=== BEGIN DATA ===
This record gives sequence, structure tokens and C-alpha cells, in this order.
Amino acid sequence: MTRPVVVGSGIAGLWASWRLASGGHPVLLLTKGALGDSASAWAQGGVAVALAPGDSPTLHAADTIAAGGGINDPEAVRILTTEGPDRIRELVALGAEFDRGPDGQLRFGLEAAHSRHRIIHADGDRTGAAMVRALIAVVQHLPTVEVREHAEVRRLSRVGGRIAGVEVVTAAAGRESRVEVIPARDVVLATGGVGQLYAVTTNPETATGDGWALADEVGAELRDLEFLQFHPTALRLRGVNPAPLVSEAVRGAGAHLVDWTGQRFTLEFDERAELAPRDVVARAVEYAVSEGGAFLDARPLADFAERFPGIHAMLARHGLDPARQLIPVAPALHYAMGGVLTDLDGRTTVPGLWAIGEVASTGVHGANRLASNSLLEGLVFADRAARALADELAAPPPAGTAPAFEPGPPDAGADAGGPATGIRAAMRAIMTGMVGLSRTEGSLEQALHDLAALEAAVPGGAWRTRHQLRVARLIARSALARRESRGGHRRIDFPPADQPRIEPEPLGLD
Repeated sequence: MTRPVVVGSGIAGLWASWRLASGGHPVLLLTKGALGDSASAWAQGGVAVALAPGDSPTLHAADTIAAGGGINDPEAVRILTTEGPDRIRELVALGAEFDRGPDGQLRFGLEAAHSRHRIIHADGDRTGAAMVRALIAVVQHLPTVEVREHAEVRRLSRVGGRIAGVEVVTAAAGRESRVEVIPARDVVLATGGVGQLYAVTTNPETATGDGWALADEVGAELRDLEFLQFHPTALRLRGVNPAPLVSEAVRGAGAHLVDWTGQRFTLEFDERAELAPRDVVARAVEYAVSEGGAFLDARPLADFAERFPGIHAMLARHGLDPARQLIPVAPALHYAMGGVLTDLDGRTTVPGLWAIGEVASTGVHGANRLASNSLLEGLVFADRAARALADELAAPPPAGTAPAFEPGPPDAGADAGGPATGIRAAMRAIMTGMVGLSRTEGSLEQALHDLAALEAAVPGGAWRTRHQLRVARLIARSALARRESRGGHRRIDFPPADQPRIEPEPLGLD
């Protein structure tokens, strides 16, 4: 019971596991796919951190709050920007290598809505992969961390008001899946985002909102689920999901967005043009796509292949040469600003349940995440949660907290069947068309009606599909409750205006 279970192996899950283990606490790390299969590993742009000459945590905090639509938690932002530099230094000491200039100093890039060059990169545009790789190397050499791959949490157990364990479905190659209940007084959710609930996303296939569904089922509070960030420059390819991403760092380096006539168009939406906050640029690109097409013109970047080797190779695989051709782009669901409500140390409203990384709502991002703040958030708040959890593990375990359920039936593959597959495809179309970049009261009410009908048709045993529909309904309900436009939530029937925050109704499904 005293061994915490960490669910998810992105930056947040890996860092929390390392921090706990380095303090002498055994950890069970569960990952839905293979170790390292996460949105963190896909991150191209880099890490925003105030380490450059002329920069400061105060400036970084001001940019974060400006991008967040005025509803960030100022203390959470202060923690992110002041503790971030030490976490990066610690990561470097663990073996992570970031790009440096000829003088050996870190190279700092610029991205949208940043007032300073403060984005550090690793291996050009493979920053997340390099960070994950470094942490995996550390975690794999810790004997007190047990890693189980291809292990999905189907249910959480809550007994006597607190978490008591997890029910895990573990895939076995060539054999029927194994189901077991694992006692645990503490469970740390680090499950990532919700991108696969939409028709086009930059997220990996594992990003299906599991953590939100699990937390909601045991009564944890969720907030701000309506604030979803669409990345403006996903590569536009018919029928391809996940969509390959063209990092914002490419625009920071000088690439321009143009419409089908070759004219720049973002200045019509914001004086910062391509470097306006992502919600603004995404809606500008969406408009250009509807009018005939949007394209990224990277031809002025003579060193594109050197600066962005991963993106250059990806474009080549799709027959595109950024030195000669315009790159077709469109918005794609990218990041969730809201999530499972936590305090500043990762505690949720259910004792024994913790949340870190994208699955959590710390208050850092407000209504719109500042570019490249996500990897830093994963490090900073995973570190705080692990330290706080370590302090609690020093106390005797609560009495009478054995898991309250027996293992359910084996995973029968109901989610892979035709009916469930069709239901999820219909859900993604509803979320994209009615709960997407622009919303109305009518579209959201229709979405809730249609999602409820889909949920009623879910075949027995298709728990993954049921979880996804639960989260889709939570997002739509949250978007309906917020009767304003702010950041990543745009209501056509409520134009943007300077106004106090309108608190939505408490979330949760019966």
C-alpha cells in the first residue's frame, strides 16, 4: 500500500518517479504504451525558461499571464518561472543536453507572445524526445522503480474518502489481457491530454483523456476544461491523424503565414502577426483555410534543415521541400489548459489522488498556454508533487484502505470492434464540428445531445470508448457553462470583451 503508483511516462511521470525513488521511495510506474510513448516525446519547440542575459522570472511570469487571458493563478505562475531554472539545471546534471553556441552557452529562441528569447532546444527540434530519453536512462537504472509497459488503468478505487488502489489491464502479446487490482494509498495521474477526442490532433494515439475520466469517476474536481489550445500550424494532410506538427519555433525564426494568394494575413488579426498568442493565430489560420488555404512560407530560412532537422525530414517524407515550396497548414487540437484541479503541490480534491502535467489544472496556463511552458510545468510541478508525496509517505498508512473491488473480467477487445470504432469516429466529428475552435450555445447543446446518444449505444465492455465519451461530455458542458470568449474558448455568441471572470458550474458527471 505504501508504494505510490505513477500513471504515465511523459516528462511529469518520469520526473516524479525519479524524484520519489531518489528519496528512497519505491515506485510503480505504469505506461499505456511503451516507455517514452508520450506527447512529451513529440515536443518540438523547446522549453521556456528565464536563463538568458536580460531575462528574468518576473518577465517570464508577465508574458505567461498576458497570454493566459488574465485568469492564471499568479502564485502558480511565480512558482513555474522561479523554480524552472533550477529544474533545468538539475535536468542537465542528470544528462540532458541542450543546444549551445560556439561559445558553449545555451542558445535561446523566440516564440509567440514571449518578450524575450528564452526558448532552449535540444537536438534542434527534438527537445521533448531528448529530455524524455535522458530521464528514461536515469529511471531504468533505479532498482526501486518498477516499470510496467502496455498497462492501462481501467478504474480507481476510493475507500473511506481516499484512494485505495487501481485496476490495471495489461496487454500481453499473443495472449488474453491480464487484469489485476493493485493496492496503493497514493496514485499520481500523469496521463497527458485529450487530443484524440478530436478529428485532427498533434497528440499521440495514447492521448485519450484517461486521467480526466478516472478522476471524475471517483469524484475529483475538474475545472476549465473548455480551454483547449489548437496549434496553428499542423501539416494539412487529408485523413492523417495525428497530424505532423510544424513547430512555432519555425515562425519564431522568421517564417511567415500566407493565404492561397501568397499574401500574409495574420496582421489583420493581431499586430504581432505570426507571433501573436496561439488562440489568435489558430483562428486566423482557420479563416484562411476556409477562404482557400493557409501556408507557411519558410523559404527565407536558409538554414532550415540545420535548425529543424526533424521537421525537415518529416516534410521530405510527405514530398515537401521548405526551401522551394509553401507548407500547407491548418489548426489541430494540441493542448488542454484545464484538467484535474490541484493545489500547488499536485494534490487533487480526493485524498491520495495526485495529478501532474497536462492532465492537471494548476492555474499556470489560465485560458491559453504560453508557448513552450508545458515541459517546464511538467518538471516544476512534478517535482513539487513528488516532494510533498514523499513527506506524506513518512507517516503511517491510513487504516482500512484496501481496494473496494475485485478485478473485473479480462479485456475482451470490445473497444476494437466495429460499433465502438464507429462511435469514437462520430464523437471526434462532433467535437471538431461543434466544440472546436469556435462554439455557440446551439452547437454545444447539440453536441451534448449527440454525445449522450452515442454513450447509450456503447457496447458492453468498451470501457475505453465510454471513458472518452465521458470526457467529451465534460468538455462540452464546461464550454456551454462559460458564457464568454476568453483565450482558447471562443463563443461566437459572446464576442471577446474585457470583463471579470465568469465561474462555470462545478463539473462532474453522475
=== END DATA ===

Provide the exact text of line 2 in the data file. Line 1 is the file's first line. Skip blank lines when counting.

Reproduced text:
Amino acid sequence: MTRPVVVGSGIAGLWASWRLASGGHPVLLLTKGALGDSASAWAQGGVAVALAPGDSPTLHAADTIAAGGGINDPEAVRILTTEGPDRIRELVALGAEFDRGPDGQLRFGLEAAHSRHRIIHADGDRTGAAMVRALIAVVQHLPTVEVREHAEVRRLSRVGGRIAGVEVVTAAAGRESRVEVIPARDVVLATGGVGQLYAVTTNPETATGDGWALADEVGAELRDLEFLQFHPTALRLRGVNPAPLVSEAVRGAGAHLVDWTGQRFTLEFDERAELAPRDVVARAVEYAVSEGGAFLDARPLADFAERFPGIHAMLARHGLDPARQLIPVAPALHYAMGGVLTDLDGRTTVPGLWAIGEVASTGVHGANRLASNSLLEGLVFADRAARALADELAAPPPAGTAPAFEPGPPDAGADAGGPATGIRAAMRAIMTGMVGLSRTEGSLEQALHDLAALEAAVPGGAWRTRHQLRVARLIARSALARRESRGGHRRIDFPPADQPRIEPEPLGLD